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Posts Tagged ‘new gear’

Sorry, no pictures nor sound clips – yet – but I wanted to get out a first impressions post on this wonderful amp.

Personally, I’ve never heard or seen a real Dumble Steel String Singer other than Doug Doppler’s video of one of Henry Kaiser’s SSS, so I can’t really make a comparison between Sebago’s amp and the original. But if I were to sum up what I’ve heard from Bill’s newest amp in my short time playing with it, and if you don’t want to read any further, all I can say is that this amp sounds like nothing I’ve ever played before; presenting a complex and rich tonal palette that truly gives it the ability to be used in ANY type of genre. And make no mistake, it doesn’t lean towards a particular camp, as in Fender or Marshall. This amp has a sound all its own, and it has completely blown me away!

I don’t say that lightly, by any means. I’ve tended to be a bit jaded with Dumble-style amps probably due to all the hype that’s associated with them. And though it could be argued that Sebago is doing yet another knock-off of Dumble amps, I believe Bill Dunham’s approach is not to create pure clones, but rather to create great amps that he believes capture the spirit of a Dumble amp; and not be an exact reproduction. At least to me, being a copy-cat is absolutely boring, and Sebago amps are far from boring.

Before I get into discussing the amp further, let me go through its features:

  • 100-150 Watts (150 with 6550’s) from 4 power tubes
  • Reverb “loop” with send and receive knobs
  • Single input with switchable FET circuit
  • Gain control
  • Three-band EQ
  • Bright, Mid, Rock/Jazz mini toggles
  • Master control
  • Presence control
  • Individual High and Low notch filter knobs.
  • Power and Standby switches

When Bill first contacted me the other day about the new amp, I asked him if it would have the FET input. He replied no, but when he delivered the amp, he had constructed the FET circuit. I’m glad he did because it tweaks the tone in a very nice way. Unlike an original Dumble, the FET circuit on the Sebago amp is relegated to another input. Bill instead makes it an activated feature via switch (either push-pull or footswitch). According to Bill, the FET provides some extra gain at front-end that produces an asymmetrical clipping that’s not quite distortion though you know something’s happened. To me, it “feels” like a compressor as when it’s switched on, the tone feels much richer and fatter. If I were to own this amp, which I probably will in the future, I’d probably have the FET on all the time.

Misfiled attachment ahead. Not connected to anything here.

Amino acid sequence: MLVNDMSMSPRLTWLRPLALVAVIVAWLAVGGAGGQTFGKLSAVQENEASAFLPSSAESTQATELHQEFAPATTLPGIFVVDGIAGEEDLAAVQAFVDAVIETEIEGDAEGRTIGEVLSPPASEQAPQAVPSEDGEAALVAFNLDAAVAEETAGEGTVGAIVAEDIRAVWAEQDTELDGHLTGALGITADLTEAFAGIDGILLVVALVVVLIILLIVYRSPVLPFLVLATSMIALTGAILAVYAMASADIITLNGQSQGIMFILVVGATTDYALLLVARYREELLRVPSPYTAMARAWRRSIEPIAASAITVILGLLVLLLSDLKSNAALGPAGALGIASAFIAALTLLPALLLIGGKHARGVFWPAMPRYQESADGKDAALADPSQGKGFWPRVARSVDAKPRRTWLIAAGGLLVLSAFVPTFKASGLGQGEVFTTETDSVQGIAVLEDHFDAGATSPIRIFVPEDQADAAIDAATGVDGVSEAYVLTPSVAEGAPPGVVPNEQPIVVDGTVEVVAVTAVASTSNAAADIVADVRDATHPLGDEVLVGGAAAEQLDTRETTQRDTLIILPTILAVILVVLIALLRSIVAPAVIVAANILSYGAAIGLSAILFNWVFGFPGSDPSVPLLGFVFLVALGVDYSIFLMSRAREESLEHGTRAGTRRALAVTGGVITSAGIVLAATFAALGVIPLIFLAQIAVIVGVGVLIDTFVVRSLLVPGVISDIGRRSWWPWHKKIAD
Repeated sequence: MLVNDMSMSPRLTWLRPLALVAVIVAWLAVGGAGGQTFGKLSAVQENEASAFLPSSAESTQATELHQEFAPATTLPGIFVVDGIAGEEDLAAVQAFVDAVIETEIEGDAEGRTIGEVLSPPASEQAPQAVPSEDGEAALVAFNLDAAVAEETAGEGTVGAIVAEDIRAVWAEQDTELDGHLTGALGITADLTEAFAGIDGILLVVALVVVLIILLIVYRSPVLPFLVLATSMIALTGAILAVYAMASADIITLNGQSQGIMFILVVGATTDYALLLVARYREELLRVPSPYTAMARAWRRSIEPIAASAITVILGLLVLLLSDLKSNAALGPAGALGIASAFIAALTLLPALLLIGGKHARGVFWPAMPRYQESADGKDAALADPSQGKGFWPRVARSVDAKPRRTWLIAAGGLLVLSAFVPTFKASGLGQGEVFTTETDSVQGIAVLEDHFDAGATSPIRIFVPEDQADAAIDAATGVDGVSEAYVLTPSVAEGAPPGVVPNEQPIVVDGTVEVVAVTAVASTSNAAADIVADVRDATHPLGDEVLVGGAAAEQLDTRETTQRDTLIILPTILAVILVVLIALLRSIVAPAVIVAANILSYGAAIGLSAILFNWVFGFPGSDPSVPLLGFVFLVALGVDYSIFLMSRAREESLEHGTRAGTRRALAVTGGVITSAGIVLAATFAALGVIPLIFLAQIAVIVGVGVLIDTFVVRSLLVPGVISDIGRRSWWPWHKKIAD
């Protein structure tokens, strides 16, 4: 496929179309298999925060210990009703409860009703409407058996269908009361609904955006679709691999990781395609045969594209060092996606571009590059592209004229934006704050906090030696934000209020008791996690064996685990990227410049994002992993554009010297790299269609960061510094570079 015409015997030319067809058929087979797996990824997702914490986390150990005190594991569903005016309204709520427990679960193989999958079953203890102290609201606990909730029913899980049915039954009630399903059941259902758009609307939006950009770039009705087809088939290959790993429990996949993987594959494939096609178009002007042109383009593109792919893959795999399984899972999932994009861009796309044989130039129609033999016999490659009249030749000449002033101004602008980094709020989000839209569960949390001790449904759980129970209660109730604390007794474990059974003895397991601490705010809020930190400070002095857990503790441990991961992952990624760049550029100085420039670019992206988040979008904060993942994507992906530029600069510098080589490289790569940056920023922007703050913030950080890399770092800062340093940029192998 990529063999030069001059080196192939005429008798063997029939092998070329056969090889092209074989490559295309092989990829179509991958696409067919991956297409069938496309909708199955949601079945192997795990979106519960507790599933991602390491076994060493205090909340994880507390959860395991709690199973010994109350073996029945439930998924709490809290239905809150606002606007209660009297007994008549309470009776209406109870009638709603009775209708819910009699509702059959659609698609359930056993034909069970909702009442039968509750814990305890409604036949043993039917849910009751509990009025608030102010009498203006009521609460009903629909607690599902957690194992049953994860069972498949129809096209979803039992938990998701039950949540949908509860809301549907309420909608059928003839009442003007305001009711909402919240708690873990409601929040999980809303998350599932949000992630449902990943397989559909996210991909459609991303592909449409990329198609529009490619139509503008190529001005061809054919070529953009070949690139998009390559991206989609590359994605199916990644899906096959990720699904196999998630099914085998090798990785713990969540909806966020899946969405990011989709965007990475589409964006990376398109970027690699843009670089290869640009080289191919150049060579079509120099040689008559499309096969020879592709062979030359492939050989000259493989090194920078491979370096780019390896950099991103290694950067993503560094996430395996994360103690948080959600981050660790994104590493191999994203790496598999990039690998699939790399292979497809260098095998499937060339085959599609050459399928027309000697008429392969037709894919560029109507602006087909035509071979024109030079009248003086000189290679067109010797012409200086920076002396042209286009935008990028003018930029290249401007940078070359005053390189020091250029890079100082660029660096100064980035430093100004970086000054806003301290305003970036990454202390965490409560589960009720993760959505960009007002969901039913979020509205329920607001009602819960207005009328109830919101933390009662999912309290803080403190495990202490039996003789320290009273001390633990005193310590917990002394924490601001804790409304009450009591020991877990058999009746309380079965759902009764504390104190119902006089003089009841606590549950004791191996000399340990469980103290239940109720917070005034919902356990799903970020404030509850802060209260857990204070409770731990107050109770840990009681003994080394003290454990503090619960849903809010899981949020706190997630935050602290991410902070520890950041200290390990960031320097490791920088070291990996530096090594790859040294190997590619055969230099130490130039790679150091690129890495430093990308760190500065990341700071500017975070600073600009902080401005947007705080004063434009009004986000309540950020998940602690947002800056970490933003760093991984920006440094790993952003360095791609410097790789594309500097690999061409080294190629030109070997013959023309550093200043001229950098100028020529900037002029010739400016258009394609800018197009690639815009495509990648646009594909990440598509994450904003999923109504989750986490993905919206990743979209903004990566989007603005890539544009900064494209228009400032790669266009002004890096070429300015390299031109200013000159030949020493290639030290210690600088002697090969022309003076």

The distinctive thing about Dumble amps is all the EQ tweaking you can do. The Overdrive Special has the three mini toggles plus the three-band EQ knobs. But the Steel String Singer adds two incredibly useful High and Low notch filter knobs. I believe these two filter knobs are responsible for making the magic of this amp, and these are the knobs that I played with the most, once I set up the EQ. Having the filter knobs really helped me dial in all sorts of tones from spanky, sparkling cleans to big bottom-end crunch – with a Strat, no less! The Low notch acts like a cut, where the High acts like a midrange voicing knob that you find on various amps. The combination of these two allow you to adjust the amp’s basic tone to fit your guitar and cabinet. For instance, I’m playing the amp through my Avatar 2 X 12 with a Celestion Gold and a Jensen Jet Falcon. Even with the Falcon, which has a lot of bottom-end content, the cabinet tends to be bright. But a few clicks of the Low notch filter helped bring out the lows. Just incredible.

As far as the reverb goes, I dig that it’s in a loop, and that you can control how much signal goes into the tank, and control how much gets added back. It allows for really fine control of the reverb, and I spent quite a bit of the time playing with it to see what it could produce. In the end, I set the Send to about 10-11 am, and just twiddled with the Receive to control how much I reverb I wanted to add back into my signal. Very cool.

So how does it sound? With cleans on a Strat, it is other-worldly. There’s so much harmonic content in the signal that depending upon how you set the notch filters and reverb, you can get almost a chorus-like effect which is absolutely dreamy. But you can also get spanky country cleans again, by adjusting the notch filters. Those really give the amp its personality. As far as dirt tones go, as Bill put it, most of the harmonic content is in the preamp section, so you can crank the preamp and keep the master down. Me, I like cranking the power tubes to get them working. But either clean or dirty, there’s a real depth; almost a 3D quality to the tone that’s total ear candy!

With both the Gain and Master cranked, I have to admit that the amp doesn’t sound all that good. The overdrive sound becomes really muddy, and even more so with the reverb on, and no amount of EQ would clean it up. But backing off the Master to about 2:30 to 3pm, gave me a nice, ballsy growl. Can’t wait to try that out with my Les Paul.

Bill did say that at least to him, the amp is a great pedal platform, and that putting a Tube Screamer in front of the amp can get you that SRV tone. Based upon my eval thus far, with the FET and a Tube Screamer, that may just be true. There’s TONS of clean headroom with this amp, so using it with pedals will be ideal.